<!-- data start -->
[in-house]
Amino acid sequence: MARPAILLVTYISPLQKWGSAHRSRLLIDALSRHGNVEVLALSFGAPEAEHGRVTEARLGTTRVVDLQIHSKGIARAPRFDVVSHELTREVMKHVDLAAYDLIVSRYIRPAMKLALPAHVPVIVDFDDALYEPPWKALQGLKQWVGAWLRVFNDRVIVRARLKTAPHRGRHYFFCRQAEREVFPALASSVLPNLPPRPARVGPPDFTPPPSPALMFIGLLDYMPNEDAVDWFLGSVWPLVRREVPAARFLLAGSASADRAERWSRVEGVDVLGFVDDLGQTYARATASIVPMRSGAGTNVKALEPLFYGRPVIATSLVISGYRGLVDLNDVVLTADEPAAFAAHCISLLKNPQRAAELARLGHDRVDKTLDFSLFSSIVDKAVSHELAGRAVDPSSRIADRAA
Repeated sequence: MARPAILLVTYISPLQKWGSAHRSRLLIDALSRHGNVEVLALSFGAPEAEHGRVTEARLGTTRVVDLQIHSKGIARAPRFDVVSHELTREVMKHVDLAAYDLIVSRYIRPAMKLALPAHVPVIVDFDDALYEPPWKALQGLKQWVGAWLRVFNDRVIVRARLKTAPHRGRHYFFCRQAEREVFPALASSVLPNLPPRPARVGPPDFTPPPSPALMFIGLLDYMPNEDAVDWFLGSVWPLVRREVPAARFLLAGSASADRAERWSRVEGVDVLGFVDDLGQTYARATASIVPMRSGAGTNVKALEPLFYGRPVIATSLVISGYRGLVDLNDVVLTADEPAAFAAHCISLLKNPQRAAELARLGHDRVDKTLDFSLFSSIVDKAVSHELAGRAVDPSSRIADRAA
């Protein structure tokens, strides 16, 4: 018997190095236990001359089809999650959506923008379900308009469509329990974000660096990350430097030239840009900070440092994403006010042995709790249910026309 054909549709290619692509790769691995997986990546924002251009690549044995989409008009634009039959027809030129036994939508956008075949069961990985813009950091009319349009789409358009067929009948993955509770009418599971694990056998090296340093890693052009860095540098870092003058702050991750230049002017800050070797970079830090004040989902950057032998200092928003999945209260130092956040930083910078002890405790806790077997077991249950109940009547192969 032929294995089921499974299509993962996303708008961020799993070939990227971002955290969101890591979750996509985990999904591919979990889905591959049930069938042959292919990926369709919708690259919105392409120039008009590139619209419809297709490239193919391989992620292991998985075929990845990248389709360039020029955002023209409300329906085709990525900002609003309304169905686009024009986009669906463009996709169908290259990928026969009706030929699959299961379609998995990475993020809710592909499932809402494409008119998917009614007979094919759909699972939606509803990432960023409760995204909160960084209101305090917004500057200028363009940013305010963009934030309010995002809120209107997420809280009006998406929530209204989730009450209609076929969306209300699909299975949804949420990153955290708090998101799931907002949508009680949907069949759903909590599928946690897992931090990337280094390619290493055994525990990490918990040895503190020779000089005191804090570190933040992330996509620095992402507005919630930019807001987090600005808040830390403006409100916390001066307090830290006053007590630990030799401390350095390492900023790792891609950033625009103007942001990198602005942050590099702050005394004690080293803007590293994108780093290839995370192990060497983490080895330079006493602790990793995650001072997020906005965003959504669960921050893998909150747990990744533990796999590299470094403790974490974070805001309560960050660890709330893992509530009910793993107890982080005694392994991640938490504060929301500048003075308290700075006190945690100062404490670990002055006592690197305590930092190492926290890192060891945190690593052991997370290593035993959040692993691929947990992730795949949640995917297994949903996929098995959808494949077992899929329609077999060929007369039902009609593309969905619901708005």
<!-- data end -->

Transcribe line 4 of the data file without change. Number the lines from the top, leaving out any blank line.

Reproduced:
């Protein structure tokens, strides 16, 4: 018997190095236990001359089809999650959506923008379900308009469509329990974000660096990350430097030239840009900070440092994403006010042995709790249910026309 054909549709290619692509790769691995997986990546924002251009690549044995989409008009634009039959027809030129036994939508956008075949069961990985813009950091009319349009789409358009067929009948993955509770009418599971694990056998090296340093890693052009860095540098870092003058702050991750230049002017800050070797970079830090004040989902950057032998200092928003999945209260130092956040930083910078002890405790806790077997077991249950109940009547192969 032929294995089921499974299509993962996303708008961020799993070939990227971002955290969101890591979750996509985990999904591919979990889905591959049930069938042959292919990926369709919708690259919105392409120039008009590139619209419809297709490239193919391989992620292991998985075929990845990248389709360039020029955002023209409300329906085709990525900002609003309304169905686009024009986009669906463009996709169908290259990928026969009706030929699959299961379609998995990475993020809710592909499932809402494409008119998917009614007979094919759909699972939606509803990432960023409760995204909160960084209101305090917004500057200028363009940013305010963009934030309010995002809120209107997420809280009006998406929530209204989730009450209609076929969306209300699909299975949804949420990153955290708090998101799931907002949508009680949907069949759903909590599928946690897992931090990337280094390619290493055994525990990490918990040895503190020779000089005191804090570190933040992330996509620095992402507005919630930019807001987090600005808040830390403006409100916390001066307090830290006053007590630990030799401390350095390492900023790792891609950033625009103007942001990198602005942050590099702050005394004690080293803007590293994108780093290839995370192990060497983490080895330079006493602790990793995650001072997020906005965003959504669960921050893998909150747990990744533990796999590299470094403790974490974070805001309560960050660890709330893992509530009910793993107890982080005694392994991640938490504060929301500048003075308290700075006190945690100062404490670990002055006592690197305590930092190492926290890192060891945190690593052991997370290593035993959040692993691929947990992730795949949640995917297994949903996929098995959808494949077992899929329609077999060929007369039902009609593309969905619901708005």